Citizen-led restoration of small monuments

Thanks to the support of our donors, Via is able to help people who are renovating small monuments in their villages and the surrounding landscape. We recently visited a few of these passionate builders with big hearts to learn more about what they are doing and why.

Chapel in a wall

In a small village on the border of the Bohemian Karst Protected Landscape Area and literally a few meters west of Prague, there is a special treasure hidden in a high stone wall: a chapel embedded in the wall. It is said that it even served as a jailhouse at one time. The chapel has been neglected for years and the surrounding green space is also unkempt. Nonetheless, the site is a natural crossroads of pedestrian routes in the village and could also serve as a community gathering place or host small cultural events. 

Vladana Šrámková, a local artist with a big heart, and her neighbors are renovating the chapel and the surrounding landscaping. It is the village’s first citizen-led project in many years. The group will decorate the wall with mosaics designed by Vladana and plant shrubs and flowering perennials on two terraces. They hope that the renovated chapel site will become a favorite wayside stop for residents in their daily lives and for visitors, as well as a place where the community will gather. The site will also serve an ecological function by collecting and absorbing rainwater runoff from the surrounding streets. 

We supported the project with funding from Česká spořitelna bank through the program “We Can Do More”.

Filling in blank spaces

Our next stop was the Jewish cemetery in the village of Hřivčice. We found another story of human will, vision and perseverance that has the power to move, if not a rock, then in this case at least stones. Architect Ivo Suslik, a native of nearby Peruc and a member of the Association for the Restoration of Jewish Monuments, acts as a steward of the cemetery with the help of volunteers and restoration experts. The cemetery has suffered decades of vandalism and looting. By restoring damaged tombstones and walls, Ivo and his group are reestablishing the cemetery’s place in local collective memory and highlighting the need for tolerance of racial and religious differences in today’s world.

Mr. Suslik was named after Ivo Rosenbaum, a Peruc resident who died in a concentration camp at the age of ten. That’s one of the reasons, Ivo Suslik says, why he is the steward of the cemetery. In addition to gradually restoring the tombstones, Ivo and his group have rebuilt the perimeter wall and placed a plaque in the original mortuary with the names of those buried in the cemetery and a map of the graves that have been identified. They have also had a memorial monument constructed to the fallen from Peruc who are not buried in the cemetery which was designed by Mr. Suslik. He also initiated the placement of three stones of the disappeared (which commemorate individuals who died in the Holocaust at the specific places where they lived) in Peruc for the Rosenbaum family.

The Association for the Restoration of Jewish Monuments is also dedicated to outreach; its members organize concerts and have published a book on the history of the local Jewish population. Mr. Suslik, who is something of a walking-talking encyclopedia, described the injustices suffered by the local community that destroyed the coexistence of the Czech, Jewish and German residents. It is clear that there are no brief or simple answers to some questions. Events have their causes and effects, and the relationships between them cannot be ignored. Nevertheless, the narrative leads to a clear point. It makes sense to try to fill in the blanks.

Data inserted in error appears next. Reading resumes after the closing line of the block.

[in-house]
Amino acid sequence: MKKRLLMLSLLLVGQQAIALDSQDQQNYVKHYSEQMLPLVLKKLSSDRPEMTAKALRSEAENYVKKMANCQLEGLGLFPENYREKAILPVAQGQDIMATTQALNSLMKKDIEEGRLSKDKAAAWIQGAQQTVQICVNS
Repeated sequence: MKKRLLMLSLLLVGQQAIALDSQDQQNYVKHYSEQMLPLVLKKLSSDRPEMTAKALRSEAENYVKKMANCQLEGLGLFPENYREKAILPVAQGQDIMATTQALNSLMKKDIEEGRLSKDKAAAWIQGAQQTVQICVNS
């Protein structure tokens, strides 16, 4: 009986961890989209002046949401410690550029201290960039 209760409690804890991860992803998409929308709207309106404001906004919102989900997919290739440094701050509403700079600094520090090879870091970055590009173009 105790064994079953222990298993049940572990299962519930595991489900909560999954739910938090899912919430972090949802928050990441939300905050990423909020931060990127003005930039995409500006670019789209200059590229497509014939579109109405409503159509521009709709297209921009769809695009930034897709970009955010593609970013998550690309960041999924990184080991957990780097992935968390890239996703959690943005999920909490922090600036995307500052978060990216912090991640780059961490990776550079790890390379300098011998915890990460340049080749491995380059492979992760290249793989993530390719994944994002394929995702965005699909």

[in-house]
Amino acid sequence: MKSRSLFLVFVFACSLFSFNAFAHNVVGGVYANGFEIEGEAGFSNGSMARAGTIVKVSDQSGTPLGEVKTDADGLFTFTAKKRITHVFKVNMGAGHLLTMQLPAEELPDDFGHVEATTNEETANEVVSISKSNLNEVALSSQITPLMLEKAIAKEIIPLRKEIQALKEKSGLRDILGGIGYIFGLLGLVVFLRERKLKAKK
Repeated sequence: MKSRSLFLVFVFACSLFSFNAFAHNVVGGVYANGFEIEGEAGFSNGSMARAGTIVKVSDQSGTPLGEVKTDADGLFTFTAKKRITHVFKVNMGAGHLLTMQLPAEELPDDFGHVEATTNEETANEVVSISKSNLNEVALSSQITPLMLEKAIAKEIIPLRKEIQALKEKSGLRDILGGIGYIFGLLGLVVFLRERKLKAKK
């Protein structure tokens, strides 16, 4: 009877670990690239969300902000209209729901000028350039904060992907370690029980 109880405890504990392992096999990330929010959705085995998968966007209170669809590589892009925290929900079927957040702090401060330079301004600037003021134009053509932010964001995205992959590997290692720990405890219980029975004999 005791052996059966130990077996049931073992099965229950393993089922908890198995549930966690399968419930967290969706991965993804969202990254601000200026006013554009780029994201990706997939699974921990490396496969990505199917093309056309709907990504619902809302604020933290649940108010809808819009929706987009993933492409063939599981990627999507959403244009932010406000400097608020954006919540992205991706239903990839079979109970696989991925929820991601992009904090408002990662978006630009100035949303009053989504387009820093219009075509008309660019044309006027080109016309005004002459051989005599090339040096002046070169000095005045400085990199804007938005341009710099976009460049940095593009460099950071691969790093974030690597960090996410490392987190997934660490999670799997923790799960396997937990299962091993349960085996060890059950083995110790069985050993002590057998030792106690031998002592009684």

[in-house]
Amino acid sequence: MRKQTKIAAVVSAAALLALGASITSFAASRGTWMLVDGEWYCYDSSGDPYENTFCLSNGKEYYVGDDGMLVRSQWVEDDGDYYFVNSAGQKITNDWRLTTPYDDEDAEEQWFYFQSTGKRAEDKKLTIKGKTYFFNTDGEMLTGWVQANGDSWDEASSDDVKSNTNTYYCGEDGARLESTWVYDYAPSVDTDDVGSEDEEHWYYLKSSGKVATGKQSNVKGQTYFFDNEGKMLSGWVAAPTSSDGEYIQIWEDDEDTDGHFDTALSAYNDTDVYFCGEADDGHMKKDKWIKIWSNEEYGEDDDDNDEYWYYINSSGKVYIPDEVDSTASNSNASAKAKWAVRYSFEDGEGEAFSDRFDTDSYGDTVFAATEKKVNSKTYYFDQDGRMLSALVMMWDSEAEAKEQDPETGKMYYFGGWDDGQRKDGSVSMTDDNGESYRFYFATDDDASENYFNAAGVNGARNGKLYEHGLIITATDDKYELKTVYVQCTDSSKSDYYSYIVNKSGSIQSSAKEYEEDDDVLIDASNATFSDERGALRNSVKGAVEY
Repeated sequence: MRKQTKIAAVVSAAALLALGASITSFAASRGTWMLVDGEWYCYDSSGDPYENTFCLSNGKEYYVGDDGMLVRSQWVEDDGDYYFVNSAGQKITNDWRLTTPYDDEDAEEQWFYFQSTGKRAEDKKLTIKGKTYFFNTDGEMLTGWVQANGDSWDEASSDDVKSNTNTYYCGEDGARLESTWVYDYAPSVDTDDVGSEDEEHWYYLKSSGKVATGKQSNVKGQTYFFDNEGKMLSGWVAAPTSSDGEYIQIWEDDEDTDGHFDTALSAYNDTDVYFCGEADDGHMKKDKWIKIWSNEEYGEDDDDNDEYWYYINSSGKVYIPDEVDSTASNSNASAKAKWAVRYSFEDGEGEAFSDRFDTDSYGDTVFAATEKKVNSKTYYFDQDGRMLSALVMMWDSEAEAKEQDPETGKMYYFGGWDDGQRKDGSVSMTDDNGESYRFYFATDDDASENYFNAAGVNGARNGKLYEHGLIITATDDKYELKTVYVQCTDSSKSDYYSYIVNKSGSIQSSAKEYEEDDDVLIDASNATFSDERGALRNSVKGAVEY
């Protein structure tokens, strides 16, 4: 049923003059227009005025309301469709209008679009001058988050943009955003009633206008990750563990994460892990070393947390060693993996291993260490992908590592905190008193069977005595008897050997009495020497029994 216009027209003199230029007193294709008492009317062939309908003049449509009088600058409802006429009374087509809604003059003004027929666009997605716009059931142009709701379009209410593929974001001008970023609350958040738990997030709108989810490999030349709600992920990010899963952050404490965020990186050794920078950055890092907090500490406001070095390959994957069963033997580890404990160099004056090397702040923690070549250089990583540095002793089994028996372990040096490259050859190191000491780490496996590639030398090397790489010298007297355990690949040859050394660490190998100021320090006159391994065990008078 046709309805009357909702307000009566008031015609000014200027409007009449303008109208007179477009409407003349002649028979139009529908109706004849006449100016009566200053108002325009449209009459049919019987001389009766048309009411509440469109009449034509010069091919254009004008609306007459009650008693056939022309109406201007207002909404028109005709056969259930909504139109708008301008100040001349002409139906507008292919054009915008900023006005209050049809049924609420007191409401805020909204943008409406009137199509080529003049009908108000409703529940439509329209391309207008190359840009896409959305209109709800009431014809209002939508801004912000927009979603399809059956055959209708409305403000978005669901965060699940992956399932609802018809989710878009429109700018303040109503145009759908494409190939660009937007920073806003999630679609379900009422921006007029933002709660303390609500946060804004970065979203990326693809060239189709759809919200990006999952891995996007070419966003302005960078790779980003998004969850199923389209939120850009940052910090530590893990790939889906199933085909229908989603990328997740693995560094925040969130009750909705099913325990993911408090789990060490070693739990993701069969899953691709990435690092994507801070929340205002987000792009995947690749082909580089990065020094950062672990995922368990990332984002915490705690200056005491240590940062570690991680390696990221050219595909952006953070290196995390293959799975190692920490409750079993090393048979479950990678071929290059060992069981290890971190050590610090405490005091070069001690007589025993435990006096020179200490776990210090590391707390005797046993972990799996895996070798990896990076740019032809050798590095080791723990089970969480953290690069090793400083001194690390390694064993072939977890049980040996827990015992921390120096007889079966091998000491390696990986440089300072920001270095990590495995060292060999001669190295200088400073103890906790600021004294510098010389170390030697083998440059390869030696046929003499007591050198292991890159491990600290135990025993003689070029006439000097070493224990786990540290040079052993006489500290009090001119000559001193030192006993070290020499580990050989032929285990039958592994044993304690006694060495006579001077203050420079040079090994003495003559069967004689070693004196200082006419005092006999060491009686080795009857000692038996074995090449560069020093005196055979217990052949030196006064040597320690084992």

And what is Mr. Suslik and the Association for the Restoration of Jewish Monuments planning on tackling next? Don’t expect small goals here. They have their sights set on restoring a dilapidated synagogue in the nearby city of Louny.

Chapel as lighthouse

The town of Fulnek in northern Moravia is composed of several districts, each of which is like a small village with a rich social life and traditions and places that residents treasure. Recently, people from two of Fulnek’s districts, Lukavec and Děrný, joined forces to renovate the small but locally significant Chapel of St. Anne.

According to local history, the chapel was founded by Fulnek ancestors as an act of gratitude. Purportedly, when Swedish troops invaded Lukavec during the Thirty Years’ War in the 17th century, a thick fog descended, enveloped them and prevented them from reaching Lukavec. However, the Lukavec chronicle also offers a different version: ‘During the Tatar wars in the 13th century, the Tatar armies destroyed everything in their path, and so the inhabitants of Lukavec, where just a few cottages stood, fled from the rampaging Tatar army, and a dense fog formed at the site of the Chapel of St. Anne, and so the inhabitants escaped the scourge of the Tatar army, and thus a chapel was built on this spot in memory of this event.’ Yet another version (more plausible but less thrilling) is given in the parish records, which state that the chapel was built by the village and dedicated to its patron saint, St. Anne.

However it originated, the Chapel of St Anne is a beloved local destination. Residents like to take walks to the chapel, where they can sit on the benches outside and chat with their neighbors. The chapel stands on a hill in the middle of meadows and fields. It can be seen from many different places in Flunk and the site also offers a beautiful view of the Beskydy Mountains and the surrounding area. Thanks to the efforts of the To the Roots Association (K pramenům) and volunteers from Lukavec and Děrný (and also thanks to our donors), the chapel can continue to shine as a beacon of protection and community for future generations.